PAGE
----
Today’s digital savy consumers move faster than ever. With little time and patience, they expect the brands they choose to deliver seamless experiences — regardless of where they are and the type of business they’re interacting with.
Consumers are also more aware of digital security. They know that a simple email and password login isn’t enough for financial services anymore.
As a result, banks and credit unions are shifting to biometrics as a method of authentication to maintain critical security measures and deliver a better experience for their on-to-go customers. We’ve seen it firsthand. At Veridas, we’ve seen a 325% increase in the use of voice biometrics from clients analyzing real production data over the past two years.
While biometrics is easier and more secure than managing passwords, it is not infallible. The reality is cybercrime doesn’t sleep and deepfake threats have become a new enemy for organizations using biometrics as part of their authentication strategy.
For financial institutions already relying on — or considering — biometrics as part of their security measures, it’s important to understand deepfake threats and what can be done to prepare for the risks that come with them.
What is a Deepfake Threat?
The term “deepfake” is derived from artificial intelligence (AI) technology known as deep learning algorithms that teach themselves to solve complex problems when given access to large sets of data. In the case of banking, these data sets might include voice and video recordings of their customers.
When a voice or face is used to access an account or conduct a transaction, organizations are relying on sophisticated algorithms to evaluate authenticity and “liveness.” Unfortunately, the effectiveness of those algorithms varies greatly.
As a result, well-funded hackers are preying on these algorithm vulnerabilities by using AI and machine learning (ML) technologies to create increasingly sophisticated deep voice and facial fakes. These deepfakes are fooling both people and systems, including breaching many modern authentication measures.
Understanding Threats to You and Your Customers
In the banking world, deepfakes have already facilitated scams as large as $35M (USD). Deepfakes are becoming more commonplace and being used to perpetrate a broader range of attack types, including:
New Account Fraud
Deepfakes create identities used to open new accounts for accruing debt, laundering money and other purposes.
Stolen and fake credentials are used construct an artificial identity used to secure loans and acquire credit or debit cards.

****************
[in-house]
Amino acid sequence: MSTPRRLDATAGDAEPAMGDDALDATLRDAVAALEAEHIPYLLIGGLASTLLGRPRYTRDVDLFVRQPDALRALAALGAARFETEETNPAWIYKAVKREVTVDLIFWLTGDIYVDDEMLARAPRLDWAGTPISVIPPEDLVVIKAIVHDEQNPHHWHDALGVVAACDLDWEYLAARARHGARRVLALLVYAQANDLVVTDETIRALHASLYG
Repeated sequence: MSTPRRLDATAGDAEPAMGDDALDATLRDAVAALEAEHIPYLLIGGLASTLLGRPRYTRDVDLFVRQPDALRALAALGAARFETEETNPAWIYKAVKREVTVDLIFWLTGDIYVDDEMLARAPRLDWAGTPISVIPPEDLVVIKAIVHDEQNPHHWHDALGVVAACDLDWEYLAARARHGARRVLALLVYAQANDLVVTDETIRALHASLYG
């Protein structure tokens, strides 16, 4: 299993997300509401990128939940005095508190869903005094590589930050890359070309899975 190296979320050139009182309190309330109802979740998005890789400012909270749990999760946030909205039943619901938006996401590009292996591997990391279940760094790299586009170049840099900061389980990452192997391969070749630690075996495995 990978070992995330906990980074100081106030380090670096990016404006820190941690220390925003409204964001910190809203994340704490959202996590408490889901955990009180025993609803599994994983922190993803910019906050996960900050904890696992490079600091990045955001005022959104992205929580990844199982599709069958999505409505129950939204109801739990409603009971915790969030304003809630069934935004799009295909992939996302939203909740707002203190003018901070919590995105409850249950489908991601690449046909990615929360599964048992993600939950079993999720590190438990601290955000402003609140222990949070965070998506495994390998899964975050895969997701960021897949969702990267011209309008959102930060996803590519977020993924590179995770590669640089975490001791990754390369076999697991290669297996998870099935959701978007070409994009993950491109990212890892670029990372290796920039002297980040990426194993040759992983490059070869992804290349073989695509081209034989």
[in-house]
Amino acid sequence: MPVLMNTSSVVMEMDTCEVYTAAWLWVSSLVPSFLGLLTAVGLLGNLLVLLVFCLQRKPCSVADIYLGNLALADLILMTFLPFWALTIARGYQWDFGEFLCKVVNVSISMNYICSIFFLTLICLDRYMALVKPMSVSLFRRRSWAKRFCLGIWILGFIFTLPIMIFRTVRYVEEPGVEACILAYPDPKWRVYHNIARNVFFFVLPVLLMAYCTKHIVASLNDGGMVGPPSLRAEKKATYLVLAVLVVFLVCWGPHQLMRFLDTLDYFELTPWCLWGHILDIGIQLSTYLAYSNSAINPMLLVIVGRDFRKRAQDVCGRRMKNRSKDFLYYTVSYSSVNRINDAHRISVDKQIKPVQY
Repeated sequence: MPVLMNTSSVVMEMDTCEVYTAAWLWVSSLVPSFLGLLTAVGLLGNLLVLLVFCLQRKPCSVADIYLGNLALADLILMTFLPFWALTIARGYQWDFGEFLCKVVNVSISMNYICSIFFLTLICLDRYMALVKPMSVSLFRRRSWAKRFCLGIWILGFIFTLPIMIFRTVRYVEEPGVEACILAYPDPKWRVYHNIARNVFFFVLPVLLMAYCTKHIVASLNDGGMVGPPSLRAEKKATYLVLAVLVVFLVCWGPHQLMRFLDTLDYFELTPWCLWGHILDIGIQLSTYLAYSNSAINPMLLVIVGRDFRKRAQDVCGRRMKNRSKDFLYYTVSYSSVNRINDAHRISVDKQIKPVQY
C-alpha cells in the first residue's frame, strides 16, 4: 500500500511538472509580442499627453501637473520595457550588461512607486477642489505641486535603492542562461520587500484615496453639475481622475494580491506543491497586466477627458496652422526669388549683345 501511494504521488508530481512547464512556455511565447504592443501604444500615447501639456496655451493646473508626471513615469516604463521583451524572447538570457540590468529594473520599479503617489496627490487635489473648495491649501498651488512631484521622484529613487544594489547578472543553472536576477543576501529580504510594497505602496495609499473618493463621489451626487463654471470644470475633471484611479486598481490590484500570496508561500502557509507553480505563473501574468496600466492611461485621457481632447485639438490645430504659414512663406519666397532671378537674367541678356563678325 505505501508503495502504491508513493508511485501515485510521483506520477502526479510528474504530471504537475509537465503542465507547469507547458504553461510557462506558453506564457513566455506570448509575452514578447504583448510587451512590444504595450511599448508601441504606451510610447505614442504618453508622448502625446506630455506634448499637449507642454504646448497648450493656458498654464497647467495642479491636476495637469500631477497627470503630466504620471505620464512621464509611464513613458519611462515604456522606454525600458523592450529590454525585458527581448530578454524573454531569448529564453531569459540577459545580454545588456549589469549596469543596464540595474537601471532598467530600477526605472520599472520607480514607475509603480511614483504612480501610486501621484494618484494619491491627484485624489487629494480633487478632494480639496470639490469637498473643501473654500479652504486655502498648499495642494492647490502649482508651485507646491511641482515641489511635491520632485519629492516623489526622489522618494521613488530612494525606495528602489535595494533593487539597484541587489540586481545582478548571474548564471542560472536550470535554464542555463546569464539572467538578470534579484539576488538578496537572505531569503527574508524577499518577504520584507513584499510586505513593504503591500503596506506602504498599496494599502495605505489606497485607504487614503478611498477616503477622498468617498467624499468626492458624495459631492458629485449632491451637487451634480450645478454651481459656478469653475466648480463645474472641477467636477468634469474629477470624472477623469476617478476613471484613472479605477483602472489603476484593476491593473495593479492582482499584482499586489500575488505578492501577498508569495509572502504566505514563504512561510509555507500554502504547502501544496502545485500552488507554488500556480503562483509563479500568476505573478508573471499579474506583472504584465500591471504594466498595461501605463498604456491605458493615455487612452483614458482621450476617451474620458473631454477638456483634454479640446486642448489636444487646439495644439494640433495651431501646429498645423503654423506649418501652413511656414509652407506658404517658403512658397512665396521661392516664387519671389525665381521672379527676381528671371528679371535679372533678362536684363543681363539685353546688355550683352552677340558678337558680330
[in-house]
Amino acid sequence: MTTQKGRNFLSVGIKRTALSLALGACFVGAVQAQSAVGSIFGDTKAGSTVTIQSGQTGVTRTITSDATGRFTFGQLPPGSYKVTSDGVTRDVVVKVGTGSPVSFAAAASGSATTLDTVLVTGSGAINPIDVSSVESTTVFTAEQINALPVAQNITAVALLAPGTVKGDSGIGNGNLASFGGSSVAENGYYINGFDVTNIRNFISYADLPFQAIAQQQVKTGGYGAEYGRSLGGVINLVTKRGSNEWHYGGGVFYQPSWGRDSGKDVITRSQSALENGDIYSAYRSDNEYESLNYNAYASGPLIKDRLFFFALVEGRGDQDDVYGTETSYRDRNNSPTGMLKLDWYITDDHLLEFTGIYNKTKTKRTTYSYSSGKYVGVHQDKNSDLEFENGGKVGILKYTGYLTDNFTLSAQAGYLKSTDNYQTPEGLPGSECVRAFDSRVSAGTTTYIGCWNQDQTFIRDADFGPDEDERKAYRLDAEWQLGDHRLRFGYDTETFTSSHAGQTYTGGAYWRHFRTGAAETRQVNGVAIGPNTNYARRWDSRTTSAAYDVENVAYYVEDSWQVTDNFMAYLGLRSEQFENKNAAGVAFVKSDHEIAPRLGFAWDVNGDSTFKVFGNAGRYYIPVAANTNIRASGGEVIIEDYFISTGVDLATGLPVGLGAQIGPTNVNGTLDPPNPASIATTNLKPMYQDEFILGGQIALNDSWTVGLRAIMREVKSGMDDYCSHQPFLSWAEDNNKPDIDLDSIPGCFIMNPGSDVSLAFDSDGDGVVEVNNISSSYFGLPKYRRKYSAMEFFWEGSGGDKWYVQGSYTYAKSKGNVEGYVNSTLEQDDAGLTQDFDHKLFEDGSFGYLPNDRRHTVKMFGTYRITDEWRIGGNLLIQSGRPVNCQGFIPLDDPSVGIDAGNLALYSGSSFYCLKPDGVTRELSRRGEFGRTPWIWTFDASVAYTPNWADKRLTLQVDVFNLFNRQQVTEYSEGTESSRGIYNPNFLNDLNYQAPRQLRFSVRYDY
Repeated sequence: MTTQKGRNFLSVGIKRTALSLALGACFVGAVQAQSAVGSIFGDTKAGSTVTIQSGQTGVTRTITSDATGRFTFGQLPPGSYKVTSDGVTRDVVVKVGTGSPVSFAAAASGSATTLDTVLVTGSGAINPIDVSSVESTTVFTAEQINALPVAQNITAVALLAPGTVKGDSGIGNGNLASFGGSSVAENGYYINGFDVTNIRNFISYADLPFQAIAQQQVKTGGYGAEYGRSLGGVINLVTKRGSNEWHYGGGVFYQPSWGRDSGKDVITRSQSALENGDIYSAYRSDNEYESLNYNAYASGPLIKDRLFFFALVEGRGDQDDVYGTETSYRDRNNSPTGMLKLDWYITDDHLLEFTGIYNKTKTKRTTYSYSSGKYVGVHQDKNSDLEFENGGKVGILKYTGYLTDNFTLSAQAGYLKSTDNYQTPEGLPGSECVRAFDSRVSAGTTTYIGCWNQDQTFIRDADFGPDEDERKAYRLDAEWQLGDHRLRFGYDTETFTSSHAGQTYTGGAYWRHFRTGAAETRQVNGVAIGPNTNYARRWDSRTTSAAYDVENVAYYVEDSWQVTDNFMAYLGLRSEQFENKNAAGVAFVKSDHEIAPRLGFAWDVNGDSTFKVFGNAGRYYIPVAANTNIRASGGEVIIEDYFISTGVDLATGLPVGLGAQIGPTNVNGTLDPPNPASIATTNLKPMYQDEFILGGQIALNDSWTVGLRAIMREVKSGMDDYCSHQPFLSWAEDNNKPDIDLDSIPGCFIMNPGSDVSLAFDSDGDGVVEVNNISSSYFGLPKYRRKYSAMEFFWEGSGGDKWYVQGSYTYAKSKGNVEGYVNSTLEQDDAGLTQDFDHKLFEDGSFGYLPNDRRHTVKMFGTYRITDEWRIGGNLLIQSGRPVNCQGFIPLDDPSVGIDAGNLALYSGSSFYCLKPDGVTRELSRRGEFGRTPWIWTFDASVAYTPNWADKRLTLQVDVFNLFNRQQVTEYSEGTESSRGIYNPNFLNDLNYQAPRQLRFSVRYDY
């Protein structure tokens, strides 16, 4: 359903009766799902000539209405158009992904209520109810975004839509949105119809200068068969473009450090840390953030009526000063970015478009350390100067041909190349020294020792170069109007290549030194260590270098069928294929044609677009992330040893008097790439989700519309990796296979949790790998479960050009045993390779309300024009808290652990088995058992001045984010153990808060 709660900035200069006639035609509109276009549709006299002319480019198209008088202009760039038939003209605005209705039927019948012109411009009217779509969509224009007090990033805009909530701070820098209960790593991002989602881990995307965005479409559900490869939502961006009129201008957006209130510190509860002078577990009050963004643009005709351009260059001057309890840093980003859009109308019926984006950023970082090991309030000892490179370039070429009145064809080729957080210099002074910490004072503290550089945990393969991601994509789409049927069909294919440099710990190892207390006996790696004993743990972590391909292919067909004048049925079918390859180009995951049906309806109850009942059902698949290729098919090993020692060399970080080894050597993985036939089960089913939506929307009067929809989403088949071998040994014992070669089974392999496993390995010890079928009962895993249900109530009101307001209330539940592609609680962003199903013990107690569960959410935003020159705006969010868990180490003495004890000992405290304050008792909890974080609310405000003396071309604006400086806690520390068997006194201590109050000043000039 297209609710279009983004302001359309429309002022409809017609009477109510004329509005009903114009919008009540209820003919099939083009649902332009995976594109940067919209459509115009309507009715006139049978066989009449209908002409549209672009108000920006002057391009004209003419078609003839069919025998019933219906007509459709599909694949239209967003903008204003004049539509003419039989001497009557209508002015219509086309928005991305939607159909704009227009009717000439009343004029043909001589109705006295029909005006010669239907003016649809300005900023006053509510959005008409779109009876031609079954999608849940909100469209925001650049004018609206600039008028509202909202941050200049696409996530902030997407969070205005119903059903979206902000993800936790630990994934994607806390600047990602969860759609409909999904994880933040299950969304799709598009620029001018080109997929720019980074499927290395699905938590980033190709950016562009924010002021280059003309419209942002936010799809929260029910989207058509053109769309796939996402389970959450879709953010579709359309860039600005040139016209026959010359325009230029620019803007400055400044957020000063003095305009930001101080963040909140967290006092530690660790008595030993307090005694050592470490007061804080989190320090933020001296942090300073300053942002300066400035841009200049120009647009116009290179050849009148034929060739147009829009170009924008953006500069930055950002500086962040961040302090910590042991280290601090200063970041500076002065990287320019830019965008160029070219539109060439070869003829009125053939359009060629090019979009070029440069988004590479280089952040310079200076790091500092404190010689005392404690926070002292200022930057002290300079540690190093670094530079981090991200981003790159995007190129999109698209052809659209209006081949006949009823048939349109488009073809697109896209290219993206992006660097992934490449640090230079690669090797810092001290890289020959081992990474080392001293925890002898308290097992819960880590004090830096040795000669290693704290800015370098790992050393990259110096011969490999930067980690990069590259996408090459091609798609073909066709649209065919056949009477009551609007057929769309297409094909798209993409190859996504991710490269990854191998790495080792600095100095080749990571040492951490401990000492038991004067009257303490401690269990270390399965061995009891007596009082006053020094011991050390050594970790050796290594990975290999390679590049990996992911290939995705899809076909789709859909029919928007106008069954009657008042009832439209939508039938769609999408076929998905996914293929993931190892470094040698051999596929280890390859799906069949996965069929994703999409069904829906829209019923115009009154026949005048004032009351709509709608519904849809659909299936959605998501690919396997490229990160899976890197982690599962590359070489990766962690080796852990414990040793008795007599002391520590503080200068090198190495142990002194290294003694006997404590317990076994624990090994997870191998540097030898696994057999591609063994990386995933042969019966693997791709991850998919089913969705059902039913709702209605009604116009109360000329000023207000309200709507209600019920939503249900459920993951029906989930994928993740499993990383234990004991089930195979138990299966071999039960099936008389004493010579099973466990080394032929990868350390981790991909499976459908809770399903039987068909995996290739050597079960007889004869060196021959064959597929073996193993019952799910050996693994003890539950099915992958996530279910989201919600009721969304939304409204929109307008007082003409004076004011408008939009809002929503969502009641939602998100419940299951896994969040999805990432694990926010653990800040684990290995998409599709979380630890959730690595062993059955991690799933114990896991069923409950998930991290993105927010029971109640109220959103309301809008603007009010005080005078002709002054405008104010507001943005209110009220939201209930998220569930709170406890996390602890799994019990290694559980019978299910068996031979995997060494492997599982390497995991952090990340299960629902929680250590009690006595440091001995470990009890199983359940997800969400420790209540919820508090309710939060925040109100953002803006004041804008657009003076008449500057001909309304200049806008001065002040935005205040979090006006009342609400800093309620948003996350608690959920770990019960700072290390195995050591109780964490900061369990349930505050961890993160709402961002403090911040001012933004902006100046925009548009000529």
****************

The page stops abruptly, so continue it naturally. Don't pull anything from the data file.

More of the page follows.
Ghost Fraud Deepfakes
Stolen identities of recently deceased people are used to breach their accounts to drain funds, apply for loans and other fraudulent purposes.
Deepfakes from family members convince financial institutions that a deceased person is still alive and collect on any existing benefits.
Balancing Security and User Experience
In the age of instant gratification, the convenience that comes with using biometrics as a method of authentication is resonating with consumers. When compared to other traditional authentication methods, facial and voice biometrics do not require physical contact and are highly accurate so they provide a more secure, reliable and convenient way to verify identities.
As they acquire more and more digital connections on an almost daily basis, consumers are already in the process of transitioning away from the burden of remembering or managing passwords — especially as they jump between multiple devices, apps and networks. Yet, the impact of a security breach is a looming reality for both consumers and financial institutions they trust. Finding the right mix requires security and customer experience leaders within banking and credit unions to work together and make the right strategy and technology choices.
Finding a Best-In-Class Algorithm
Some good news: less than 1.5% of all successful digital attacks in 2022 were the result of compromised biometrics. To help sort out discrepancies in biometric algorithm effectiveness, institutions like the National Institute of Standards and Technology (NIST) are conducting regular tests that involve millions of deepfake attack attempts on the top algorithms in the world. NIST is one benchmark financial institution security leaders can use to identify a best-in-class algorithm as build a modern tech stack that is reliable, secure, and up-to-date with the latest fraud prevention measures.
Veridas joins the world elite in this sector. According to NIST, our algorithm is positioned in second place among the best facial biometrics engines among the nearly 150 algorithms submitted.